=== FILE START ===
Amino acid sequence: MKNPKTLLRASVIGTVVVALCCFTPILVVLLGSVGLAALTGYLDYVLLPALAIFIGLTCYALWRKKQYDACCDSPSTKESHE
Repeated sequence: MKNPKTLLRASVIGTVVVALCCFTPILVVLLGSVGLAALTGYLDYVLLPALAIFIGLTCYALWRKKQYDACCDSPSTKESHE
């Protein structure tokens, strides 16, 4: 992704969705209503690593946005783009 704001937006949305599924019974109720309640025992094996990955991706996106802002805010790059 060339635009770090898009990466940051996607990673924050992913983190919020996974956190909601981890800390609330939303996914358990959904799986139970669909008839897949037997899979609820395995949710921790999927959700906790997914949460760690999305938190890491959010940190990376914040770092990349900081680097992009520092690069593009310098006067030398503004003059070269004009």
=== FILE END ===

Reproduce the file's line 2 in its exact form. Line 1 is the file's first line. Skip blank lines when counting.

Repeated sequence: MKNPKTLLRASVIGTVVVALCCFTPILVVLLGSVGLAALTGYLDYVLLPALAIFIGLTCYALWRKKQYDACCDSPSTKESHE